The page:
« Reply #4 on: 20/11/2003 01:44:27 »
but don't divers breath compressed air, not 100% O2?
 

Offline roberth

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Re: 100% O2
« Reply #5 on: 20/11/2003 03:20:13 »
Yes, but the oxygen portion of the air compresses at a different rate to the nitrogen (hence the air (oxygen component anyway) becoming toxic below about 150').

Chris, I am under the impression that free radicals are dead red blood cells that haven't been converted and expelled yet. Does excess oxygen intake wipe out red blood cells more rapidly? Don't these free radicals get converted into bilyruben (sp?) as in the white dog poo thread a while ago.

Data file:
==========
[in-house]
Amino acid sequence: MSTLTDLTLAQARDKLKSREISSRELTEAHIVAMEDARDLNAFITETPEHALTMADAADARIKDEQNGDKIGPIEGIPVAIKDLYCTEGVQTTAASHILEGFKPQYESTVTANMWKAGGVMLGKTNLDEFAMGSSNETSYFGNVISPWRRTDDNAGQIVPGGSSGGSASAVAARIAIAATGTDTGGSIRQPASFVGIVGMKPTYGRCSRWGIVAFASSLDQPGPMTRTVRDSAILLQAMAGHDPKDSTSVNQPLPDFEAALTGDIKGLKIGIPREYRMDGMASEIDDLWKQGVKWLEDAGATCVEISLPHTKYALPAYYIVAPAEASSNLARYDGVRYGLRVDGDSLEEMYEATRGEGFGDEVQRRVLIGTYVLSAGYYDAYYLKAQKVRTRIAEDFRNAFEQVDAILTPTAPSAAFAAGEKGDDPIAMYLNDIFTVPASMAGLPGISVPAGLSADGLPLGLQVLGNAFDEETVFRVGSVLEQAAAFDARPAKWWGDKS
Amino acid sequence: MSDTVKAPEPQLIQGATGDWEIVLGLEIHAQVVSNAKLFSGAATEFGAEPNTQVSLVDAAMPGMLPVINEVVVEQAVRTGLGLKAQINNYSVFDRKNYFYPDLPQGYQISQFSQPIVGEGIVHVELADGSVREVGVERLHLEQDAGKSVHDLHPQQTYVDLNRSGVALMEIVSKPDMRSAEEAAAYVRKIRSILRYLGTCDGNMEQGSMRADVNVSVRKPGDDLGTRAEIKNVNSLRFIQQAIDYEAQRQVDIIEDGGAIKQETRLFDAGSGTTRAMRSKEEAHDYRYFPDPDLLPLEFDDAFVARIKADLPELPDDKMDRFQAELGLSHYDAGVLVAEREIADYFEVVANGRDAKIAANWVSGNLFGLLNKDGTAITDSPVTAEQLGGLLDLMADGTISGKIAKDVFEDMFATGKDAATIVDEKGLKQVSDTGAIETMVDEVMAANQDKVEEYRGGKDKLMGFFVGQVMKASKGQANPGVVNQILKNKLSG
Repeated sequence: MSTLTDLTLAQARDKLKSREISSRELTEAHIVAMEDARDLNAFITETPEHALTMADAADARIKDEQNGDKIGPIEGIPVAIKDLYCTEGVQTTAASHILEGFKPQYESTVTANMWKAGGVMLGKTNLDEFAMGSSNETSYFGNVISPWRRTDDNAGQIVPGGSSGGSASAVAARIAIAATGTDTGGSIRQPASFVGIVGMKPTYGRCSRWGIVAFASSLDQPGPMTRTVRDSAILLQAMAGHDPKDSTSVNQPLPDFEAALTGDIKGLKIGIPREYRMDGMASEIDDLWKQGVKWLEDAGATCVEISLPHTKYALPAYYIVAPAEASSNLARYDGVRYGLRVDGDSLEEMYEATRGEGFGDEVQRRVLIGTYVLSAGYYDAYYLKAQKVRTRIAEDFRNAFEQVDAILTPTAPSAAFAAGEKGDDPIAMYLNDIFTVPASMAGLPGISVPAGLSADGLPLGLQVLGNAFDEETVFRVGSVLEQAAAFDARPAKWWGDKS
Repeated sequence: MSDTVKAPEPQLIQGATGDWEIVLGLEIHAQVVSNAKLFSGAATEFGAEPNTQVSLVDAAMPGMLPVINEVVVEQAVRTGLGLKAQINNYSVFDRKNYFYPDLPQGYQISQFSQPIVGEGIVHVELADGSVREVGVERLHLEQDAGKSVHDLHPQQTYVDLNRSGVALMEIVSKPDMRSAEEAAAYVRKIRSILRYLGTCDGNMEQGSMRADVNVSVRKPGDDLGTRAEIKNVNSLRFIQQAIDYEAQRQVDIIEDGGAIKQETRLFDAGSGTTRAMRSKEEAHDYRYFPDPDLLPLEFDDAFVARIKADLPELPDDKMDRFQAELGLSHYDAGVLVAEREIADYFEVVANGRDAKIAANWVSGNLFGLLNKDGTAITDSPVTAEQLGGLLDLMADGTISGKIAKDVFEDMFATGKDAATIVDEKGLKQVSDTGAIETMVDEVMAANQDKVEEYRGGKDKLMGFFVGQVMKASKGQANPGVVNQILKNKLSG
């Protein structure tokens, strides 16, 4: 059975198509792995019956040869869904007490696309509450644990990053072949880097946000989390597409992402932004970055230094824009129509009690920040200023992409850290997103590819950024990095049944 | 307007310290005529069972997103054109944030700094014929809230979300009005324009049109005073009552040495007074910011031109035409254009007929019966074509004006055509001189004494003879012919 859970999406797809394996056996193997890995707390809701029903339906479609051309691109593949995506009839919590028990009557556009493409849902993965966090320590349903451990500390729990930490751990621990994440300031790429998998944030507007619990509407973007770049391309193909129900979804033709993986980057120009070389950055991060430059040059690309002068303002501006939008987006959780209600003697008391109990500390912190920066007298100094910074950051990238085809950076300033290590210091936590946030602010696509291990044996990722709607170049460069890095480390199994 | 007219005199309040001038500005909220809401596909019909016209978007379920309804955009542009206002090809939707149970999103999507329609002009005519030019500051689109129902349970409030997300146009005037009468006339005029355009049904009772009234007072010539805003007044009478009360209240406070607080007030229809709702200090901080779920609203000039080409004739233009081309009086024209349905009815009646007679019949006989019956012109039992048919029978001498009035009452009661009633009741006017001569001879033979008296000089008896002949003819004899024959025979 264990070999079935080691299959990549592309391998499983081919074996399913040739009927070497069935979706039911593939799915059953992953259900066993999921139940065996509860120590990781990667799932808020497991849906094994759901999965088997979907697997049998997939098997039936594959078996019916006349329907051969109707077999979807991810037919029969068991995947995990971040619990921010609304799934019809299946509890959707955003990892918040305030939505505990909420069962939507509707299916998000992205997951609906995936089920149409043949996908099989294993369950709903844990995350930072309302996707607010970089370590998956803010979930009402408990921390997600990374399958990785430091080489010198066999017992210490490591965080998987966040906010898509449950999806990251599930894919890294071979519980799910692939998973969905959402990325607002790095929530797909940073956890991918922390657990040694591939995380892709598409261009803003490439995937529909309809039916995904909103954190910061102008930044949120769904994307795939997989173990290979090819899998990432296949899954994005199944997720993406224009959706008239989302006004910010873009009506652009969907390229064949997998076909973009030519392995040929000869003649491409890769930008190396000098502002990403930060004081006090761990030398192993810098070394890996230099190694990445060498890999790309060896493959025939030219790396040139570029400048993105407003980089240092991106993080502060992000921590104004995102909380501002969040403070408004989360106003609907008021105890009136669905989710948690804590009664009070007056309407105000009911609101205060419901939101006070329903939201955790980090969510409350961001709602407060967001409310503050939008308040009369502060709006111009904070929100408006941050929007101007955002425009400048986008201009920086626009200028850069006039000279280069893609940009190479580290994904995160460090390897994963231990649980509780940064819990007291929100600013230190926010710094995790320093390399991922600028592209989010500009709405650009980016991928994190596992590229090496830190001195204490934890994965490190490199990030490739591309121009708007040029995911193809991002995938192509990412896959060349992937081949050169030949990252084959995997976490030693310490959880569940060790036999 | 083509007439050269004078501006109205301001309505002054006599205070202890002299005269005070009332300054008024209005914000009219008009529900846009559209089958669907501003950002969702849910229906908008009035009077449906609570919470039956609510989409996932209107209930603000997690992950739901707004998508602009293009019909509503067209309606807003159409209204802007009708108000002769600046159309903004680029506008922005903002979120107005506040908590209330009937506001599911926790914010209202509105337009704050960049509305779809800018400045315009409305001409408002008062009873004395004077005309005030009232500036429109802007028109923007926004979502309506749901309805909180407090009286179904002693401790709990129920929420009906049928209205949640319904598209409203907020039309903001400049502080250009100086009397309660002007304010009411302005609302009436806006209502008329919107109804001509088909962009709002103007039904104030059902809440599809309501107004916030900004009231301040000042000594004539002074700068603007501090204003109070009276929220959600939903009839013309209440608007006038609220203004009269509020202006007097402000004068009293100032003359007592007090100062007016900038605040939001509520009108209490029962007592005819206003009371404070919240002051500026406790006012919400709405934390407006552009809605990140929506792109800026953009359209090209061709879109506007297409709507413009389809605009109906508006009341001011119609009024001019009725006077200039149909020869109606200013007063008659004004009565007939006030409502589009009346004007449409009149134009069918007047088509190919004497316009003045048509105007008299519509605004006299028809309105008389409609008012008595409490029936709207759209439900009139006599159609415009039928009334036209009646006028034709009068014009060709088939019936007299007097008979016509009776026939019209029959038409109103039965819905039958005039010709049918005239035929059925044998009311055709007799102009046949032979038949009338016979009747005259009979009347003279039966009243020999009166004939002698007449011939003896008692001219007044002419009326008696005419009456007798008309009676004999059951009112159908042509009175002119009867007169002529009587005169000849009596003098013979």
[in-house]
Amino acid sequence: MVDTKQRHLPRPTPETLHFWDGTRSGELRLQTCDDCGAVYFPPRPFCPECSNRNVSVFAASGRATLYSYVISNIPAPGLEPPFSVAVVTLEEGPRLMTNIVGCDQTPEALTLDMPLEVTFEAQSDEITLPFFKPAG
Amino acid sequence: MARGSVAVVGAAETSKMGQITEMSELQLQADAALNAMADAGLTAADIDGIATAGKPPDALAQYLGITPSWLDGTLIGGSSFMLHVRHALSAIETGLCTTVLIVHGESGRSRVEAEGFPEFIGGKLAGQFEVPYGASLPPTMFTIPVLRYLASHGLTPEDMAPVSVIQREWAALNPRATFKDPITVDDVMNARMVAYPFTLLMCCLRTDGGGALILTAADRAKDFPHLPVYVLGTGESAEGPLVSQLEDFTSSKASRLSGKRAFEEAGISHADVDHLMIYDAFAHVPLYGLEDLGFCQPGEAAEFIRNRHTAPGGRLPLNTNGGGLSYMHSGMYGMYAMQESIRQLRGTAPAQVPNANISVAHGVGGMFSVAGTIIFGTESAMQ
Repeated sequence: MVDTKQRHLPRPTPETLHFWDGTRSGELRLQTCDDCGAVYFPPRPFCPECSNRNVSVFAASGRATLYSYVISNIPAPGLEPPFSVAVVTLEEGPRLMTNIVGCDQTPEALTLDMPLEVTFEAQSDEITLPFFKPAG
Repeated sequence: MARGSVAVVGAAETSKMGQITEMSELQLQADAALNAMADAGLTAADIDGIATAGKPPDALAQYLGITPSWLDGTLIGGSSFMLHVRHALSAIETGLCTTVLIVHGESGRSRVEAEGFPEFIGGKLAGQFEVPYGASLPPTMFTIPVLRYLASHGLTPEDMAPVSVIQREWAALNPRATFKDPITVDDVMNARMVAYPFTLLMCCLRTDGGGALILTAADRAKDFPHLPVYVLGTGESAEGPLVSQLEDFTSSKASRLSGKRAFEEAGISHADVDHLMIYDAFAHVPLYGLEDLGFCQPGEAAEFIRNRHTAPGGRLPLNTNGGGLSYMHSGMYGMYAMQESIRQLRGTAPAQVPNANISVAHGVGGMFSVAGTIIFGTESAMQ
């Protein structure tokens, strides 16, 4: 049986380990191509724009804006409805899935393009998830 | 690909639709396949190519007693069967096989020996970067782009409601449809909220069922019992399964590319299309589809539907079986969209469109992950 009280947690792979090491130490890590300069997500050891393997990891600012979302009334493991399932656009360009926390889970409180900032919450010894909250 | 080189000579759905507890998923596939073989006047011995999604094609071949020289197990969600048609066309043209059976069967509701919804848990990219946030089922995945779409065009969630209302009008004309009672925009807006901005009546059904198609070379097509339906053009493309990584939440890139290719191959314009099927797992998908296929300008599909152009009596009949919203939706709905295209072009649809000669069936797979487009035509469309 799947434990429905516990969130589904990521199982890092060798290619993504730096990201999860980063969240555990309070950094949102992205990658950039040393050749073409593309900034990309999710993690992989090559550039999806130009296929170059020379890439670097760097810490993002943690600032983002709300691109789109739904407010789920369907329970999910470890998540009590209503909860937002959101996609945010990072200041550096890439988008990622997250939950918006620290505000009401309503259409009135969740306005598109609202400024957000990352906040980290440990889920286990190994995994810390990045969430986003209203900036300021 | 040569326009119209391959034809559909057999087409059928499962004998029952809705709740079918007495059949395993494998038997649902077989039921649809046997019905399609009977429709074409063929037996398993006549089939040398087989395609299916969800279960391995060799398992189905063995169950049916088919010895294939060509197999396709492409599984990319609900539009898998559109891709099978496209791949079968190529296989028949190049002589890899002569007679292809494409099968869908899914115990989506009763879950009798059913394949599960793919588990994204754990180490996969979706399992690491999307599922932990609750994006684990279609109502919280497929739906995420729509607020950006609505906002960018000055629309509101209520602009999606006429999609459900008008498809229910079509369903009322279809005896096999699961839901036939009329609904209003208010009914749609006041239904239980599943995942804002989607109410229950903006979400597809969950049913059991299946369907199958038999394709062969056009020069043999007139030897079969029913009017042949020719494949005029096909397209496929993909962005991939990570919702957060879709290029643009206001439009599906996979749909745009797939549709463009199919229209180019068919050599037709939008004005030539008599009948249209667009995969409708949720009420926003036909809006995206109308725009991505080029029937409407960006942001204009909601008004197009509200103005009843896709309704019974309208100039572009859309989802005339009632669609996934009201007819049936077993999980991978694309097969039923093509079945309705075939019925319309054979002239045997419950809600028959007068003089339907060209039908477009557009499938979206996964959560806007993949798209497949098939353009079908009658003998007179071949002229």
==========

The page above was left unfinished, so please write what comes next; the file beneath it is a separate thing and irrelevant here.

Offline tweener

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Re: 100% O2
« Reply #6 on: 20/11/2003 05:12:44 »
I'm no diver, but I believe that divers that are going to dive very deep or for an extended period of time use a special mix of gases to minimize the toxicity of the O2.  I have a friend that is a diver and she is always complaining that they are limited in how long they can dive in a day.


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Offline Ylide

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Re: 100% O2
« Reply #7 on: 20/11/2003 06:16:34 »
Oxygen has a particular trait in that it's bonds tend to cleave homolytically.  A covalent chemical bond, such as the one in O2, is what happens when two atoms each share an electron with each other to fill an orbital.  (as opposed to ionic bonds like in salts where the bonding electrons all come from one atom.)